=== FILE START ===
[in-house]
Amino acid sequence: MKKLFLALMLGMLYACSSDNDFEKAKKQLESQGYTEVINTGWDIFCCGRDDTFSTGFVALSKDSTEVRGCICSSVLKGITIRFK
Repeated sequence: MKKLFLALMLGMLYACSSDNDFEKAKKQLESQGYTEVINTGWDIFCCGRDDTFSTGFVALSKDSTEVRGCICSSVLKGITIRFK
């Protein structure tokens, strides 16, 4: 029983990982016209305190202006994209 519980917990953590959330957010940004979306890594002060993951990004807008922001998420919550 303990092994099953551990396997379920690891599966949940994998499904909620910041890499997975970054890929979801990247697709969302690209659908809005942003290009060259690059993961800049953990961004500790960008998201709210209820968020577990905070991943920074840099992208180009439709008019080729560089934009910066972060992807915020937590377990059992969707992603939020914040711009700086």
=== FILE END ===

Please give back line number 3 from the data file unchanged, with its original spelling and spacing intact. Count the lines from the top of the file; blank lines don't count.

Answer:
Repeated sequence: MKKLFLALMLGMLYACSSDNDFEKAKKQLESQGYTEVINTGWDIFCCGRDDTFSTGFVALSKDSTEVRGCICSSVLKGITIRFK